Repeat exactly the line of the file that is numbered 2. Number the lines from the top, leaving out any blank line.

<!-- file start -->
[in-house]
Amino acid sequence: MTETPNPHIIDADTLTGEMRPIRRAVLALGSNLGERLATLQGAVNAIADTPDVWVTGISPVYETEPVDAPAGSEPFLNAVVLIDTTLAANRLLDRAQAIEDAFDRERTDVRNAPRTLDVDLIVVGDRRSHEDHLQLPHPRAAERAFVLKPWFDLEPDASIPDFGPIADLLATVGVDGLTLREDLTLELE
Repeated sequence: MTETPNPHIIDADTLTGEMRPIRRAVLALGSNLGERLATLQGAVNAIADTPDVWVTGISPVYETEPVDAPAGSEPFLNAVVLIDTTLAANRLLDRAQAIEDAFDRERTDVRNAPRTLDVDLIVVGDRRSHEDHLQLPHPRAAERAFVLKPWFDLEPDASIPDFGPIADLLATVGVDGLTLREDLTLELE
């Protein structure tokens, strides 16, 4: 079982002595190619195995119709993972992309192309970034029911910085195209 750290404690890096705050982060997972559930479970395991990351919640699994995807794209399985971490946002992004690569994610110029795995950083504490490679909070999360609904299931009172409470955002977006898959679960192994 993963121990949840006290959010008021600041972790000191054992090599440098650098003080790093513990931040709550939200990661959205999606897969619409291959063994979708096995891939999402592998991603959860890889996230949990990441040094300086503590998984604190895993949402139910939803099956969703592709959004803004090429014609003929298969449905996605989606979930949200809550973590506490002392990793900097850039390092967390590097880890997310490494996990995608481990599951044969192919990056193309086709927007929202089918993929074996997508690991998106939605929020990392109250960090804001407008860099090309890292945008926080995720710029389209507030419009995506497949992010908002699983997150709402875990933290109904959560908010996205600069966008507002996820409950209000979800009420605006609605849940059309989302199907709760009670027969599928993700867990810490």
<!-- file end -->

Amino acid sequence: MTETPNPHIIDADTLTGEMRPIRRAVLALGSNLGERLATLQGAVNAIADTPDVWVTGISPVYETEPVDAPAGSEPFLNAVVLIDTTLAANRLLDRAQAIEDAFDRERTDVRNAPRTLDVDLIVVGDRRSHEDHLQLPHPRAAERAFVLKPWFDLEPDASIPDFGPIADLLATVGVDGLTLREDLTLELE